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Monday, March 5, 2012

Late and over budget

The Portland eastside streetcar can't seem to get up and running.

Comments (15)

It only looks that way at the moment because the latest creative "surprise!" source of revenue robbing hasn't yet been revealed.

" At issue is the propulsion system within the streetcars. "

Is that what the rest of us would call connecting the electric motor to the drive wheels ?

Or are they developing some star trek kind of plasma ion deep space warp factor 7 rocket thruster for streetcars now?

Time to start the Oregon Iron Works death watch:

The Portland City Council on Wednesday will be asked to spend nearly $350,000 more for engineering work tied to production of streetcars made by Clackamas-based Oregon Iron Works' United Streetcar.

A few commenters over at the O are complaining that no one should be concerned about these cost overruns, or CoP having design, copyright, intellectual ownership of the streetcars, and not United Streetcar-thus future payback; all justifying the $1.35 Million extra costs. They're also saying that it creates jobs, so that is justification for Portland taxpayers to be in the streetcar business.

First, who says they have intellectual ownership, and how much? Besides, think of all the examples of CoP failures of Agreements/Contracts, like PGE Park, the Water Bureau Computer fiasco, and SoWhat that has 9 Agreements and less than 1/2 of it has been honored. When has Portland ever enforced these Agreements without the taxpayers being on the loser end?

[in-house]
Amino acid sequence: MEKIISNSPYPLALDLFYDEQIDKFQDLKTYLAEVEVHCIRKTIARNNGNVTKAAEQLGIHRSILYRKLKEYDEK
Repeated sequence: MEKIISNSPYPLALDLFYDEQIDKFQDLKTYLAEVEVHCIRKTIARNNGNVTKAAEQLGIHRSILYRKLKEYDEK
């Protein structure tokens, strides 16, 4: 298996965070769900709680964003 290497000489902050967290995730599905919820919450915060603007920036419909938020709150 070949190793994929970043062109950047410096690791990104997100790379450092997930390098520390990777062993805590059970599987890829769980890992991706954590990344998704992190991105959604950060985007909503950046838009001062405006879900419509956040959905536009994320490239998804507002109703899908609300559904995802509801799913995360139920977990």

Secondly, United Streetcar is in Clackamas Co. Why should Portland taxpayers be paying to create a few jobs there and not support our city businesses, of course un-selectively?

It's the WES all over again!

In the comments it says "The city, meanwhile, wants to license the design to other cities to recoup its costs."

Now we know what job Pedi Sam has lined up!

"It's the WES all over again!"

NO - It's the tram all over again. Give us a liar's number to keep us asleep and then pop the real number when, horrors, it's too late to stop.

This entire pack is liars.

Vote NO on every bond.

I'm going to settle the argument of two of the last three comments:

WES: Final cost 200% of budget, several months late, ridership estimates well overstated, TriMet had to bail out the manufacturer of the car so that they would remain in business just long enough to deliver the cars.

Tram: Final cost 400% of budget, months late, promised that it would result in much investment and benefit to the region, none of which materialized.

The Streetcar is the trifecta of Portland Transportation Planning. At least Walt Disney's transportation system succeeds at transporting tens of thousands of people each day, makes a profit, and attracts ridership. Even if the monorails and the steam locomotives are just there for a coolness factor, they are more successful than anything Portland has built.

And the rails look pretty crooked too!

I posted this a few days ago, but am going to again to make a point because I think it's even more relevant here...